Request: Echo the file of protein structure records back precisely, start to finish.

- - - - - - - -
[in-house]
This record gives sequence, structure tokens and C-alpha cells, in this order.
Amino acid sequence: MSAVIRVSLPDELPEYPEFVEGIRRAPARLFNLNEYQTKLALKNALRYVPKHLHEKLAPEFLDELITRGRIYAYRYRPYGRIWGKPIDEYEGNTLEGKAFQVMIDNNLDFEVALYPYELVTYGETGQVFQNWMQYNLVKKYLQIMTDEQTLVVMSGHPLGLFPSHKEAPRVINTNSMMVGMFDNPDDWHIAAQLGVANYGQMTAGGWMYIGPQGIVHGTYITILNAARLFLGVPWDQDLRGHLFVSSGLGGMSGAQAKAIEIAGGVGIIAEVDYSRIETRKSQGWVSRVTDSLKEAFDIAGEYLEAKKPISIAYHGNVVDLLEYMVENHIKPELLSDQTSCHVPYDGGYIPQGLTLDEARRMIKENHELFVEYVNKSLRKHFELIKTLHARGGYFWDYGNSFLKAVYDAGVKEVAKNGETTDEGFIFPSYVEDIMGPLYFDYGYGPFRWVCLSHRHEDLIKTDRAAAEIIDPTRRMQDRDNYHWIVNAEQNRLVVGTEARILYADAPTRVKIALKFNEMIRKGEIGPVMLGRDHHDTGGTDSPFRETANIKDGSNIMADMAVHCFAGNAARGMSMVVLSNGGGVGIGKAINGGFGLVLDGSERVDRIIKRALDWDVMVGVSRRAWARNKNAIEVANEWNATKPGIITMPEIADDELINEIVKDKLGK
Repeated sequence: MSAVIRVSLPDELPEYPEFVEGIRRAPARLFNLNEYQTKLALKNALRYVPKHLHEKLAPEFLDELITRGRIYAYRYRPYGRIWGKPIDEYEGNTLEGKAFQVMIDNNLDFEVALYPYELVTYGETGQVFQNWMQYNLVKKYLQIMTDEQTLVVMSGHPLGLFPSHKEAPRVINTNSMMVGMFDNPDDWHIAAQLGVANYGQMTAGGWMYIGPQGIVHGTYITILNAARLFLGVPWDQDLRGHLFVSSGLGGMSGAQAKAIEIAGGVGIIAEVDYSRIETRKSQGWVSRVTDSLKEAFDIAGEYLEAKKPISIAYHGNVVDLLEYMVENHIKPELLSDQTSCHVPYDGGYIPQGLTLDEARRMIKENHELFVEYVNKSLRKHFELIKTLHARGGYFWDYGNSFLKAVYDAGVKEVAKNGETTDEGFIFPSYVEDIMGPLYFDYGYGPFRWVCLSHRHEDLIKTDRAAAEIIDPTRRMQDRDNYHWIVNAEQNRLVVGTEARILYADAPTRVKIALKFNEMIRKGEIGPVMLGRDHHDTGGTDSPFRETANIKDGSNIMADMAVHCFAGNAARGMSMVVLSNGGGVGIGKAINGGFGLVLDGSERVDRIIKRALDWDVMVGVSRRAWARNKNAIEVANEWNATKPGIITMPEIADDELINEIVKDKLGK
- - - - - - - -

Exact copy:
[in-house]
This record gives sequence, structure tokens and C-alpha cells, in this order.
Amino acid sequence: MSAVIRVSLPDELPEYPEFVEGIRRAPARLFNLNEYQTKLALKNALRYVPKHLHEKLAPEFLDELITRGRIYAYRYRPYGRIWGKPIDEYEGNTLEGKAFQVMIDNNLDFEVALYPYELVTYGETGQVFQNWMQYNLVKKYLQIMTDEQTLVVMSGHPLGLFPSHKEAPRVINTNSMMVGMFDNPDDWHIAAQLGVANYGQMTAGGWMYIGPQGIVHGTYITILNAARLFLGVPWDQDLRGHLFVSSGLGGMSGAQAKAIEIAGGVGIIAEVDYSRIETRKSQGWVSRVTDSLKEAFDIAGEYLEAKKPISIAYHGNVVDLLEYMVENHIKPELLSDQTSCHVPYDGGYIPQGLTLDEARRMIKENHELFVEYVNKSLRKHFELIKTLHARGGYFWDYGNSFLKAVYDAGVKEVAKNGETTDEGFIFPSYVEDIMGPLYFDYGYGPFRWVCLSHRHEDLIKTDRAAAEIIDPTRRMQDRDNYHWIVNAEQNRLVVGTEARILYADAPTRVKIALKFNEMIRKGEIGPVMLGRDHHDTGGTDSPFRETANIKDGSNIMADMAVHCFAGNAARGMSMVVLSNGGGVGIGKAINGGFGLVLDGSERVDRIIKRALDWDVMVGVSRRAWARNKNAIEVANEWNATKPGIITMPEIADDELINEIVKDKLGK
Repeated sequence: MSAVIRVSLPDELPEYPEFVEGIRRAPARLFNLNEYQTKLALKNALRYVPKHLHEKLAPEFLDELITRGRIYAYRYRPYGRIWGKPIDEYEGNTLEGKAFQVMIDNNLDFEVALYPYELVTYGETGQVFQNWMQYNLVKKYLQIMTDEQTLVVMSGHPLGLFPSHKEAPRVINTNSMMVGMFDNPDDWHIAAQLGVANYGQMTAGGWMYIGPQGIVHGTYITILNAARLFLGVPWDQDLRGHLFVSSGLGGMSGAQAKAIEIAGGVGIIAEVDYSRIETRKSQGWVSRVTDSLKEAFDIAGEYLEAKKPISIAYHGNVVDLLEYMVENHIKPELLSDQTSCHVPYDGGYIPQGLTLDEARRMIKENHELFVEYVNKSLRKHFELIKTLHARGGYFWDYGNSFLKAVYDAGVKEVAKNGETTDEGFIFPSYVEDIMGPLYFDYGYGPFRWVCLSHRHEDLIKTDRAAAEIIDPTRRMQDRDNYHWIVNAEQNRLVVGTEARILYADAPTRVKIALKFNEMIRKGEIGPVMLGRDHHDTGGTDSPFRETANIKDGSNIMADMAVHCFAGNAARGMSMVVLSNGGGVGIGKAINGGFGLVLDGSERVDRIIKRALDWDVMVGVSRRAWARNKNAIEVANEWNATKPGIITMPEIADDELINEIVKDKLGK